Carbs provide more than half the calories for most Americans, mostly from grain products, starchy vegetables and sugar. They serve as sources of energy, helping your brain function and aiding in athletic performance. Reducing your carb intake can help you lose weight, but a low-carb diet can also cause side effects, including headaches.
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Burning Carbs to Burning Fat
If you used to eat a high-carb diet, which corresponds to the standard American diet, your body had become efficient at using carbohydrates and the sugar derived from their digestion as your main source of fuel. Your muscles, heart and brain mainly relied on carbohydrates for energy, making you a sugar burner. If you eliminate most carbs from your diet by going on a no-carb diet, your body will have to quickly switch to using fat to obtain the energy you need. During this transition period, your body will not be able to get the quick burst of energy it would usually get from carbs. This is why you could temporarily experience fatigue, dizziness or headaches for the first few days or weeks.
Decreasing your carb intake is known to have a diuretic effect, which means you will lose extra water you used to retain in your body. The quick weight loss of the first few days on a no-carb diet is mainly due to water weight loss, and if it happens too fast, you could become slightly dehydrated. The mild dehydration that sometimes accompanies a no-carb diet, especially at the beginning, could be responsible for your headaches.
Switching from a high-carb to a no-carb diet can also trigger withdrawal symptoms. Carb-rich foods like breads, pasta, rice, granola bars, cookies, muffins, soft drinks and candies can be addictive for some people. If these foods used to be a big part of your diet, eliminating them cold turkey can be difficult at first. This period is called carbohydrate withdrawal and can result in intense carbohydrate cravings and headaches.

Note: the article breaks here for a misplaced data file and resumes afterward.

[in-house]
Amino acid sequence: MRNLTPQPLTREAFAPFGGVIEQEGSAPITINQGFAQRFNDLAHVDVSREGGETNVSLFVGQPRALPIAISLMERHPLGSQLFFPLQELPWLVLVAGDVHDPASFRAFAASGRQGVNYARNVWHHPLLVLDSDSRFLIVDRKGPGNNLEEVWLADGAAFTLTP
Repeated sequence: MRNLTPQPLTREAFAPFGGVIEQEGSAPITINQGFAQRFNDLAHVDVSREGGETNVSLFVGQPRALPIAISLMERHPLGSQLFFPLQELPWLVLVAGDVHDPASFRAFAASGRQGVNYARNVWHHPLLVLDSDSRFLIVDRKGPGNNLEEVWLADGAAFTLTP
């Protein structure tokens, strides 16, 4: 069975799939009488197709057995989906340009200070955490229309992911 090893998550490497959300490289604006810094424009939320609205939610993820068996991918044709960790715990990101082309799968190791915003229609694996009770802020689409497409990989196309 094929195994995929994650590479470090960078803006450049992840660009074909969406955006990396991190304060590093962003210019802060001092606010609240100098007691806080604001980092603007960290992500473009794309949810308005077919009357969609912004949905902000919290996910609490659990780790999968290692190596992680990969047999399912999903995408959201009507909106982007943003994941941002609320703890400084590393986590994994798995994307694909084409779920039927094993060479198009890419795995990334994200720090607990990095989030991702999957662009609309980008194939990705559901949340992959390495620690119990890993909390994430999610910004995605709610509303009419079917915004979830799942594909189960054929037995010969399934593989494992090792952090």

Easing the Transition
The transition from a high-carb to a no-carb diet requires big changes in the way your body operates. Some people find it easier to gradually reduce their carbohydrate intake until they reach their desired carb target. Others prefer a drastic approach, making the switch to fat-burning more rapidly. Whatever your preference, drink a minimum of 64 ounces of water a day, and include plenty of fat in your diet by adding butter, oil, cream, salad dressing, full-fat cheese, avocado and nuts. A no-carb diet must be high in fat to help you become a fat burner and supply you with the energy for your daily activities.
- Atkins: Frequently Asked Questions
- "The New Atkins for a New You: The Ultimate Diet for Shedding Weight and Feeling Great"; Eric C. Westman, Stephen D. Phinney and Jeff S. Volek; 2010
- Virginia Cooperative Extension: The Low-Carbohydrate Craze: Is it a Healthy Way to Lose Weight?
- U.S. Department of Agriculture and U.S. Department of Health and Human Services; Dietary Guidelines for Americans; 2010
- Go Ask Alice!: Are Low-Carb Diets Safe?